The ERD: Topics to address

Development Policy25 Jun 2008The Broker

All of the academics whom The Broker approached welcome widening the focus of development assistance beyond the MDGs. Some have concrete proposals for subjects that should be included in the ERD. Francisco Granell (Spain) argues that the ERD should assess how development concepts must adapt in order to address the impact of the predicted global population increase. ‘In 2050, developing countries will represent 86% of the world population. Thirty years from now, their urban population – now around 2 billion – will have doubled. Their needs are different from those of a rural population’. Granell adds that the impact of technology on development and globalization should also be a subject for the ERD.

Torbjörn Becker (Sweden) suggests that the ERD should contain two sections: one looking at a topical issue – e.g. the food crisis – from a European perspective, the other focusing on a long-term issue – e.g. a study on how international aid is organized on the donor side. ‘How does the EU spend its development aid, through which channels is it distributed, what is the historical track-record of European aid versus aid from other donors? These vital questions are under-researched’, says Becker.

Stephan Klasen (Germany) agrees that ‘what the EU lacks is a culture of seriously evaluating the successes and failures of Europe’s development programs’. And Ondrej Horký (Czech) adds, ‘If the European Development Report is to make a difference, its policy recommendations must draw on evidence. Therefore, naming and shaming is unavoidable. Win-win situations are rare and reflect policymakers’ wishful thinking rather than reality’. Horký furthermore suggests that the ERD should directly address controversies between ‘European’ and ‘non-European’ approaches. ‘For instance, the attentions paid to Tibet and to the food crisis show that different stresses are put on the first and second generations of human rights’.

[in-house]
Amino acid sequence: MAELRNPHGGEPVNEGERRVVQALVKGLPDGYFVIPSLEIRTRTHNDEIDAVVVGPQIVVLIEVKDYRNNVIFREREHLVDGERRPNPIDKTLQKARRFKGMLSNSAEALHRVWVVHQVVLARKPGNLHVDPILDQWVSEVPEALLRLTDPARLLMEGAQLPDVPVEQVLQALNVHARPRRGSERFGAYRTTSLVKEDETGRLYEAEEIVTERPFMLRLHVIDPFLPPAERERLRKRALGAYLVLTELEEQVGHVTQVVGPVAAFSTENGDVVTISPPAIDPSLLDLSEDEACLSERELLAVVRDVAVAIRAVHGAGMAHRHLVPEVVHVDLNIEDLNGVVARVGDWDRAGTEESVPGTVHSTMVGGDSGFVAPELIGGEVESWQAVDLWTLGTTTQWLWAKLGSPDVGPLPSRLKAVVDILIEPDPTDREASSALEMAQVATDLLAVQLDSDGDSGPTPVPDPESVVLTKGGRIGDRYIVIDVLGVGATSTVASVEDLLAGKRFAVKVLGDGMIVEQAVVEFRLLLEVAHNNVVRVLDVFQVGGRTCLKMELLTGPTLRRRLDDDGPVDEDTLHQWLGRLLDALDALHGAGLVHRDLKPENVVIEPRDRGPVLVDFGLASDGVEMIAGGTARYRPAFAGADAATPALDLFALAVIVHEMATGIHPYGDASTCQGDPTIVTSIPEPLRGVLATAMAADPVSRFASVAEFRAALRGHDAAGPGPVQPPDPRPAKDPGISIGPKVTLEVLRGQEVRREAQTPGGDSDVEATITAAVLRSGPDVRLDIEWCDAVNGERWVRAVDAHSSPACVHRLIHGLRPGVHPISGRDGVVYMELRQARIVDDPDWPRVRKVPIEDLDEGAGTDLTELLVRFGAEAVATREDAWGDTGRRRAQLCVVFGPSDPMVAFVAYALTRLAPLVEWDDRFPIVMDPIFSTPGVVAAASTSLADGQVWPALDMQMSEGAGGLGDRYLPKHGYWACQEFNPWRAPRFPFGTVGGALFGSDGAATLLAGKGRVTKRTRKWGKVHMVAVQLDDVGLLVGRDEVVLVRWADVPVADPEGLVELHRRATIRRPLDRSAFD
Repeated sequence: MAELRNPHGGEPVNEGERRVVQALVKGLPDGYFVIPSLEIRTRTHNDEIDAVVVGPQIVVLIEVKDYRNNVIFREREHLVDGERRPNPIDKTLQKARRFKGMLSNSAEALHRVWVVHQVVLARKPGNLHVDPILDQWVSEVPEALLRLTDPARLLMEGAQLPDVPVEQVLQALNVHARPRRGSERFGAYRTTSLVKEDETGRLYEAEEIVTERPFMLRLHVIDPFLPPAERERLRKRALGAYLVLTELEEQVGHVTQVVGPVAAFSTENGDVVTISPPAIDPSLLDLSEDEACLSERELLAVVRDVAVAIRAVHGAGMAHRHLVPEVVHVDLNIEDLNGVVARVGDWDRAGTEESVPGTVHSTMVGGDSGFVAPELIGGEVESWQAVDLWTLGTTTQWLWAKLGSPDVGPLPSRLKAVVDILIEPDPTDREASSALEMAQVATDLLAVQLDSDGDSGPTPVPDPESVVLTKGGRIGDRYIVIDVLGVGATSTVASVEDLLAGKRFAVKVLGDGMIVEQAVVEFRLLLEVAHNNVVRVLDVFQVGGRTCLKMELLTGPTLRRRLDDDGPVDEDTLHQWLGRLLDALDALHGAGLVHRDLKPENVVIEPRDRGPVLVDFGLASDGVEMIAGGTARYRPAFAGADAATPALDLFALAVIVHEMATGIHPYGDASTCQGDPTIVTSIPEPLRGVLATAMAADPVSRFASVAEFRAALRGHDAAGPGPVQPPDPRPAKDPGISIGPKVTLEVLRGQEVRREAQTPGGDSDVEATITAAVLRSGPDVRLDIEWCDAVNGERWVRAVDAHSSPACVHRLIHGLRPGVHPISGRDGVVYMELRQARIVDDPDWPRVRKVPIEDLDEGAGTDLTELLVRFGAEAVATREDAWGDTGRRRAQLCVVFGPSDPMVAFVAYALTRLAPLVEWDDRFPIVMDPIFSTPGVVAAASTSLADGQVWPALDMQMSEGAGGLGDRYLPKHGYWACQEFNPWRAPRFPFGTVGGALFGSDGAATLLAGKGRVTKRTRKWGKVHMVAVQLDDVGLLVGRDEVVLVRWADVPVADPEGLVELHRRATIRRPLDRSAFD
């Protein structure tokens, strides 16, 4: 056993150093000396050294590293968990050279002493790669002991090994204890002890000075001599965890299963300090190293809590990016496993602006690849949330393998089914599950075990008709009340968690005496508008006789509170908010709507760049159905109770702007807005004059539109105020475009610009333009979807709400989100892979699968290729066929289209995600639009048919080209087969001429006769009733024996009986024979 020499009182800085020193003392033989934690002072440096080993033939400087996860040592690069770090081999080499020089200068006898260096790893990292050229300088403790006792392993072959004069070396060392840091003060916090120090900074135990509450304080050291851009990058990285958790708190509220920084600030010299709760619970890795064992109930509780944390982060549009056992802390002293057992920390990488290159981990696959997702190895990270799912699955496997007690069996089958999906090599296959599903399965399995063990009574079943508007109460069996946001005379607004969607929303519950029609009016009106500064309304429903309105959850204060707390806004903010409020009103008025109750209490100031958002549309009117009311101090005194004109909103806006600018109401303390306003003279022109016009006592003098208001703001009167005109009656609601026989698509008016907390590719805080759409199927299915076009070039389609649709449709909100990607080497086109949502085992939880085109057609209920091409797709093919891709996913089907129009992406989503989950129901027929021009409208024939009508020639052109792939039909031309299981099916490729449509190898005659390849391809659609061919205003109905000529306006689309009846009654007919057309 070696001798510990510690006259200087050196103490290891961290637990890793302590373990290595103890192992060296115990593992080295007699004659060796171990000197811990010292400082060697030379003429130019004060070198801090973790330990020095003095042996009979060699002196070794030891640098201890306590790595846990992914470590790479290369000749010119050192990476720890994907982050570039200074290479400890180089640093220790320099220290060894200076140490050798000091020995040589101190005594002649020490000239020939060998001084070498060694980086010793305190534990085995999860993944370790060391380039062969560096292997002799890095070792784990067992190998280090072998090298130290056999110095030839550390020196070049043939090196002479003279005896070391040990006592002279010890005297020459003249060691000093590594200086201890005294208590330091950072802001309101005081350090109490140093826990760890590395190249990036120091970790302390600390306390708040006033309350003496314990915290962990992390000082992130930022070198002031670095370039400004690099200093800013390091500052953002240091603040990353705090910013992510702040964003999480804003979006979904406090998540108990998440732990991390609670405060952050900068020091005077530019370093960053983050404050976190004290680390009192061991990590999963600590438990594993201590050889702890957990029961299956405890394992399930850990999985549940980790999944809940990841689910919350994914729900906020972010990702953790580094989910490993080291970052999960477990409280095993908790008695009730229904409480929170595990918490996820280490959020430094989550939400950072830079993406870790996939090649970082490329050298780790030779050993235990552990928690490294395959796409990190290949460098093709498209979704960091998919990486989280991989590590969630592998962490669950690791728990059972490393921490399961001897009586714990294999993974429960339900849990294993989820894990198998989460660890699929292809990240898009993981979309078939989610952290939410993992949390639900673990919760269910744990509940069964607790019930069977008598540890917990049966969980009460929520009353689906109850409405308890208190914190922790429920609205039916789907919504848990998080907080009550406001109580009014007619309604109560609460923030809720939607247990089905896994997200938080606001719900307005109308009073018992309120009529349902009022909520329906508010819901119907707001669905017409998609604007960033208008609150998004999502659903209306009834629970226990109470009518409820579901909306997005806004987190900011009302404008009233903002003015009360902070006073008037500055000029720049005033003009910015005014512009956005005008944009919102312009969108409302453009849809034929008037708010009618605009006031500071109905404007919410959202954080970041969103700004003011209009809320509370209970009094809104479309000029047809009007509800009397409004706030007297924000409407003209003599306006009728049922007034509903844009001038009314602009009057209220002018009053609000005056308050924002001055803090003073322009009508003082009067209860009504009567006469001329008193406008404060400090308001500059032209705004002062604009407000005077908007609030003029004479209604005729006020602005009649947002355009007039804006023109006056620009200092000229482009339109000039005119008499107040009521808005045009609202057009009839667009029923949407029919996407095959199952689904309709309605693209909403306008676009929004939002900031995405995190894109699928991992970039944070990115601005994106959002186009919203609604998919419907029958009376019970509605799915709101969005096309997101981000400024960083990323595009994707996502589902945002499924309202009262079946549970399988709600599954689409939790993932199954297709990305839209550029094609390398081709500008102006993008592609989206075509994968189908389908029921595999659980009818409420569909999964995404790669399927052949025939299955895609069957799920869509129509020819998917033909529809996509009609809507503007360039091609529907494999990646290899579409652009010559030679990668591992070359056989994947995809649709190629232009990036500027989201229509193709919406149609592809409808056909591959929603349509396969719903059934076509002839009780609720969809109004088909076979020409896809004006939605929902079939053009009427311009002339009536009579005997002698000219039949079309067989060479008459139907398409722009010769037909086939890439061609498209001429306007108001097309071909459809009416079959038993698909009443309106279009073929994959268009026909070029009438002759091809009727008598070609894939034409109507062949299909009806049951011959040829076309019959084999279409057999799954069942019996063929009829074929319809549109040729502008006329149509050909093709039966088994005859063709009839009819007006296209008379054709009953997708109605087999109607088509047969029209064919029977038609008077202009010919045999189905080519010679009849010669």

Allister McGregor (UK) adds that the ERD should focus on issues of governance: global governance, nation state governance and grass-roots governance. ‘The WDR focuses on the economy, the HDR focuses on people. The ERD could find its niche by thinking through the challenges of governance. It should seek to bolster the MDGs, but explore ideas about what conditions in societies make it more or less possible to achieve the targets.’